How to Make It in America -- TV Review

"How to Make It in America"
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HBO's new half-hour series "How to Make It in America" is a misnomer. A more accurate title might be "How to Make It in New York City When You Can't Get Your Ass in Gear." But that would be hard to fit on the TV screen.

"America" is all about being on the make: This is a New York where Horatio Alger would get his pockets picked. From the scrappy kid on the subway selling candy "for my own damn self" to twentysomething hapless heroes Ben (Bryan Greenberg) and Cam (Victor Rasuk) yearning to do more with their lives than sell clothes (retail or on the street corner), everyone's doing the hustle.

On some level, it's also "Sex and the City" inverted. Filmed in a gritty, choppy style that conjures ghosts of New York's 1970s decadence, it's about living in half-furnished tiny apartments, waking up early to help a friend set up a photo exhibition, then dashing out to a crappy retail job. It's about late-night parties, an ex-girlfriend one drunkenly visits at four in the morning and the hot chick you think you've landed who ends up locking tongues with the metrosexual who has been dissing you all night. It's about not making it, and worse, not having the passion or drive to really reach beyond the barest of efforts to make it.

Unfortunately, "America" isn't as textured and riveting as it thinks it is. There are flashes of light -- Rene (Luis Guzman), the ex-con Our Heroes go into debt with is a menacing delight with his own delusions of grandeur, and Cam's frenetic, audacious ambition blasts the plodding story line along in most unexpected ways. But Ben, sans direction or real ambition, is a black hole in every scene and fails in convincing the audience that he knows what he wants for dinner, much less out of life.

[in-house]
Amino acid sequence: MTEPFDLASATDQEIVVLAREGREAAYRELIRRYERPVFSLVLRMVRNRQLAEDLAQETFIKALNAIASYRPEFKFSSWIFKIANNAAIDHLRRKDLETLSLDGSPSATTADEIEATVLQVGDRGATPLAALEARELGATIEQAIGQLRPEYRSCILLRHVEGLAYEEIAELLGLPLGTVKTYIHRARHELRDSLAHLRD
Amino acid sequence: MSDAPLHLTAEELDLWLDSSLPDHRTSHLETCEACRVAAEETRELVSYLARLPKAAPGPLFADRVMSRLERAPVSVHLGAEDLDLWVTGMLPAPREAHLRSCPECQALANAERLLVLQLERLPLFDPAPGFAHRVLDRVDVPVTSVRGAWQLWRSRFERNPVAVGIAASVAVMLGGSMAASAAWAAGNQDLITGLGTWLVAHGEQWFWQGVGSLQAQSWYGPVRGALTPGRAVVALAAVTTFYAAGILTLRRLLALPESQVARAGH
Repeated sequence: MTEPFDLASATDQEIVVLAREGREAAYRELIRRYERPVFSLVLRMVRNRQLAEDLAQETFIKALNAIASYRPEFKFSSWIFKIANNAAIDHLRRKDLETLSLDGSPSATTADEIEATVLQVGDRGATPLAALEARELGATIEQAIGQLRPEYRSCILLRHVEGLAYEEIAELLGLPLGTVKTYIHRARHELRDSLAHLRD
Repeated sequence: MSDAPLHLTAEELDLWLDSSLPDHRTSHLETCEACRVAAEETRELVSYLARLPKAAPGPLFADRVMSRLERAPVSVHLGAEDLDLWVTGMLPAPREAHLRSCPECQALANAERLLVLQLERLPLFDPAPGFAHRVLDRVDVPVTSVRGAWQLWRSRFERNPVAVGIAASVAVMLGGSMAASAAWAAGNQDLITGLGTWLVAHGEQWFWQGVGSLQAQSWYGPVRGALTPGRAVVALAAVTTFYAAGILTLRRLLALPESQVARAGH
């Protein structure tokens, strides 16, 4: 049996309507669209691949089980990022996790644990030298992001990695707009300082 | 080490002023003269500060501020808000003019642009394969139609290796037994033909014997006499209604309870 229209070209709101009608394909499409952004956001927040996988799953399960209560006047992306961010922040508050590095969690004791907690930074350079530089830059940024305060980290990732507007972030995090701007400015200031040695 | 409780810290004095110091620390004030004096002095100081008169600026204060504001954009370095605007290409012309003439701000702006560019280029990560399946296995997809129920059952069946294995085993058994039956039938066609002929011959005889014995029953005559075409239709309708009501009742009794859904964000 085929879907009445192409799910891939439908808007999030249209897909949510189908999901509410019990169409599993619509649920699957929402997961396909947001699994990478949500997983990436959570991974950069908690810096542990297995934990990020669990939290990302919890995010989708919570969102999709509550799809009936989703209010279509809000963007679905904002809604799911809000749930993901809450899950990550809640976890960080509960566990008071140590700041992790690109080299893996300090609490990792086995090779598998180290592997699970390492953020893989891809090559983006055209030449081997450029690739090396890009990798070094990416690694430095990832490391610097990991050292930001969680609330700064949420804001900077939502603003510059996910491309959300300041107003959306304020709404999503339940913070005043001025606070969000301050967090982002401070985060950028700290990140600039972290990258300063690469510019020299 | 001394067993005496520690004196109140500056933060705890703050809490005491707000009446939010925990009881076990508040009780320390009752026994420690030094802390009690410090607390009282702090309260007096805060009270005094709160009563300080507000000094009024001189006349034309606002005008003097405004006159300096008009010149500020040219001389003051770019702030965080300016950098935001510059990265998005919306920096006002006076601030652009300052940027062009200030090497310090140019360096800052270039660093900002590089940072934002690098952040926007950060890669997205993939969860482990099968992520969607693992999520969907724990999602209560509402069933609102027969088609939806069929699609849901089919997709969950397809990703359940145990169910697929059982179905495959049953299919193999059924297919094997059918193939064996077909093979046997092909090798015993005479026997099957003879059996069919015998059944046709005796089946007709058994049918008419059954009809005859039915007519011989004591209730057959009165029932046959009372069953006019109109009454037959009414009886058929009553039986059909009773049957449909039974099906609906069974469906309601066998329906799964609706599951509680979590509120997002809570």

"Everybody's got ideas, nobody wants to put in the work," Cam learns from a potential investor, a theme that exudes from every second of the first two episodes. Is this a comedy? A drama? No reason it can't be both, but "America" is less funny than full of somber irony and resignation. It's a tone that clings like the film on Gotham windowpanes, obscuring what otherwise might be a very entertaining view out on the streets. Alas, we're all stuck inside with the losers.

Airdate: 10-10:30 p.m. Sunday, Feb. 14 (HBO)
Production: Get Yours Inc.
Cast: Bryan Greenberg, Victor Rasuk, Lake Bell, Luis Guzman, Scott "Kid" Mescudi, Eddie Kaye Thomas, Martha Plimpton, Jason Pendergraft, Shannyn Sossamon
Executive producers: Stephen Levinson, Ian Edelman, Rob Weiss, Jada Miranda, Julian Farino and Mark Wahlberg
Creator: Ian Edelman
Co-executive producer: Norman Morrill
Produced by: Jane Raab
Producer: Sarah Treem
Director: Julian Farino
Directors of photography: Stephen Fierberg, Tim Ives
Production designers: Nicolas Lundy, Dan Davis
Costume designers: Kurt & Bart, Stacey Battat
Casting: Amanda Mackey, Cathy Sandrich, Sheila Jaffe, Susan Abrahmson
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